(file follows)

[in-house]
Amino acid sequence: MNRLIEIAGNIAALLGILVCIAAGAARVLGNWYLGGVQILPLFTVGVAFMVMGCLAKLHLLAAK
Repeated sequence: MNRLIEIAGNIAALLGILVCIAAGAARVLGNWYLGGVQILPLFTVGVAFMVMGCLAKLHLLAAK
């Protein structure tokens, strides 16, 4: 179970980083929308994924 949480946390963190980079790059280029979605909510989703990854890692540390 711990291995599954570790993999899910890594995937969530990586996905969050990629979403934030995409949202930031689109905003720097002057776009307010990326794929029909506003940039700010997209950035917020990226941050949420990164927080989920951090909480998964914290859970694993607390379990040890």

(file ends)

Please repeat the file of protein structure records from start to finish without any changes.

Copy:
[in-house]
Amino acid sequence: MNRLIEIAGNIAALLGILVCIAAGAARVLGNWYLGGVQILPLFTVGVAFMVMGCLAKLHLLAAK
Repeated sequence: MNRLIEIAGNIAALLGILVCIAAGAARVLGNWYLGGVQILPLFTVGVAFMVMGCLAKLHLLAAK
């Protein structure tokens, strides 16, 4: 179970980083929308994924 949480946390963190980079790059280029979605909510989703990854890692540390 711990291995599954570790993999899910890594995937969530990586996905969050990629979403934030995409949202930031689109905003720097002057776009307010990326794929029909506003940039700010997209950035917020990226941050949420990164927080989920951090909480998964914290859970694993607390379990040890």